Financially Penalizing GO isn’t a Solution

GOTrain-0560As someone who takes the GO train on most days, I’ve been watching the story of the GO Petition with some interest. It’s an idea that’s drives me nuts and at the end of the day I think it’s really just the petty action of some disgruntled people looking to take a chunk out of GO because they were late for work/getting home.

I can understand the anger, GO has driven me nuts on many occasions (as postings on my Twitter account will no doubt attest) but taking money out of the GO economy is not the answer.

For those not familiar with the issue, a petition was created by an Oakville woman named Patricia Eales. The petition had several demands:

  • 50% rebate on fare paid when GO transit is late more than 20 minutes to final destination
  • Better notification of transit cancellations, modifications and delays
  • More cars added to trains to ease the overcrowding, which causes safety concerns

Here’s the problem I have with this petition. It’s clearly written by someone who hasn’t spent any more time considering the issue then “What can I get out of this?”.

Issue #1: Better Notification etc.
I’m at a loss to think how much more GO could do to notify passengers (aside from a mobile freindly site). The already have a frequently updated page listing cancellations & delays across their whole system, and a live snapshot of what’s happening on the numerous information boards throughout Union Station. For the notification of trackwork delays etc. they also have yet another information page.

The reality is there generally isn’t a whole lot of time GO has to inform you of a delay – most people are only on the platform a few minutes before the train is scheduled to arrive. If it’s a super cold, snowy or rainy day check their site before you leave home or the office. Taking 30 seconds to load a bookmark up has saved me numerous frustrating commutes.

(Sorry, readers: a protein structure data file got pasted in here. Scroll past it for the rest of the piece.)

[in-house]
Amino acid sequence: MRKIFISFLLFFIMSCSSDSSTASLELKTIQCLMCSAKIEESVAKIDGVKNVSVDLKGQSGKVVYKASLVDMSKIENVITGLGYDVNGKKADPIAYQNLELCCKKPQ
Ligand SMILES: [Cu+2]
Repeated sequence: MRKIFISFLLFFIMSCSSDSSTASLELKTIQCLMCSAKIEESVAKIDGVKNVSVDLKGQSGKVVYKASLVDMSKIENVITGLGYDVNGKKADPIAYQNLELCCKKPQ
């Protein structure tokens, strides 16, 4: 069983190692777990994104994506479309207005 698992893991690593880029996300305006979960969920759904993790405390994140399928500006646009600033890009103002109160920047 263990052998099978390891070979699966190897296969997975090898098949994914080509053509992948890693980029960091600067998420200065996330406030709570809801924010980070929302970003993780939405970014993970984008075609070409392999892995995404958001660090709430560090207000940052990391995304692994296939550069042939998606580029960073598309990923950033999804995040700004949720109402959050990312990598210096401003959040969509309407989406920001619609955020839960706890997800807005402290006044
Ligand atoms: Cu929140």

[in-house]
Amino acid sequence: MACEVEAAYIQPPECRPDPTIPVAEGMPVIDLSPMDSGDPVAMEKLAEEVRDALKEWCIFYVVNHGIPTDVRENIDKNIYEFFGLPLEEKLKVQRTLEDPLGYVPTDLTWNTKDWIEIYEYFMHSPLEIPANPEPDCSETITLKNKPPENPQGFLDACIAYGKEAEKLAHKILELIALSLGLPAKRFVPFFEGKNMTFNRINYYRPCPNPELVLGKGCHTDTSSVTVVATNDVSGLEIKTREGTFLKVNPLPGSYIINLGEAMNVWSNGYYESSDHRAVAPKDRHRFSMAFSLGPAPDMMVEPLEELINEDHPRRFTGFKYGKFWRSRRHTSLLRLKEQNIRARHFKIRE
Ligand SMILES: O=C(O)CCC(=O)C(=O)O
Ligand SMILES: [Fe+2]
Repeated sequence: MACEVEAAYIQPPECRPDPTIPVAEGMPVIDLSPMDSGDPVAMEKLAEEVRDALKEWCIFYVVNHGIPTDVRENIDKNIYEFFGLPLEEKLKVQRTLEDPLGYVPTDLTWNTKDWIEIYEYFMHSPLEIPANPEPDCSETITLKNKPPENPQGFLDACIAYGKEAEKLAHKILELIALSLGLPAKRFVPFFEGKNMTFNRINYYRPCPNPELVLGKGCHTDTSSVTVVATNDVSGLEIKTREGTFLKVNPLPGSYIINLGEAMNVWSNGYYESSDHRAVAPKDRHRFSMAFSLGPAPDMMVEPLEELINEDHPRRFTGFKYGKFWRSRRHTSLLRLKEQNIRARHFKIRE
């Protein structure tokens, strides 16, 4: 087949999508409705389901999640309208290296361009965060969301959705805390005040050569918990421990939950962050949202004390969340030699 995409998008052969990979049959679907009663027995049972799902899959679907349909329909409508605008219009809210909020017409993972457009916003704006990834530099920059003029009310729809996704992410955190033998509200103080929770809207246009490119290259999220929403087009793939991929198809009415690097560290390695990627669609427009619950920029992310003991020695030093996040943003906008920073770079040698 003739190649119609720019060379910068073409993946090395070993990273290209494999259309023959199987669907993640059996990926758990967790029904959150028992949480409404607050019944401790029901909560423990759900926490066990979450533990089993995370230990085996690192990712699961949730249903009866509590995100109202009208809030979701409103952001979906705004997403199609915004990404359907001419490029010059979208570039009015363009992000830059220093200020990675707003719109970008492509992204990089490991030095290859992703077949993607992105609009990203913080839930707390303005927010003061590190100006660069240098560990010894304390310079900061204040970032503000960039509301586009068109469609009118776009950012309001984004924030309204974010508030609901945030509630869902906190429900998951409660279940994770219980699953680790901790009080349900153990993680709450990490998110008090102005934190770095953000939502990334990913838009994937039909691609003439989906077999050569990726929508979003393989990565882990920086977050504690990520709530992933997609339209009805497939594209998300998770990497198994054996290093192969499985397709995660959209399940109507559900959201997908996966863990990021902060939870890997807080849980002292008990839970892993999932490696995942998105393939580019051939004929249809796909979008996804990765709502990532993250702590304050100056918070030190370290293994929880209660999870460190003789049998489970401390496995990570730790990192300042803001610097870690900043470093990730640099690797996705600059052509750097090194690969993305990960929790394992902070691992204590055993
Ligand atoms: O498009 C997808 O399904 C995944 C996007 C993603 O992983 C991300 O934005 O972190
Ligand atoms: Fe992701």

They’ve also been quite good about informing people about the various improvement projects they’re undertaking to address the switch, signal & capacity issues.

Issue #2: More cars/capacity
This point alone is a clear indicator that Ms. Eales did nothing more than get pissed off and create a petition without a lick of research. For over a year now GO has been promoting and discussing the new engines that they’ve ordered and are bringing into service. One of the main benefits of these new engines? They can pull at least 2 more cars than the old engines and they’re far faster.

If Ms. Eales had bothered to stop and consider the implications of two more cars for a moment should would have realized why it’s not as easy as just hooking up two more cars:

  1. The current engines can’t pull them – it takes time to assemble, test & deliver 27 new engines that can pull longer trains.
  2. Even if they could, most riders couldn’t get on!
    Many of GO’s exiting platforms were only built for the current length of 10 cars – GO has been working for the past couple of years to expand the platforms to handle the longer trains again, this takes time.

For the record as well, I took the GO into the city yesterday and the train I boarded was pulled by one of the brand new engines (pictured above) and I’ve seen at least two others in the Mimico yard – so they’re gradually coming into service. It’s also not as if GO has been running tiny little trains, at 10 cars they are one of the longest commuter trains in North America, and I believe at 12 they will be.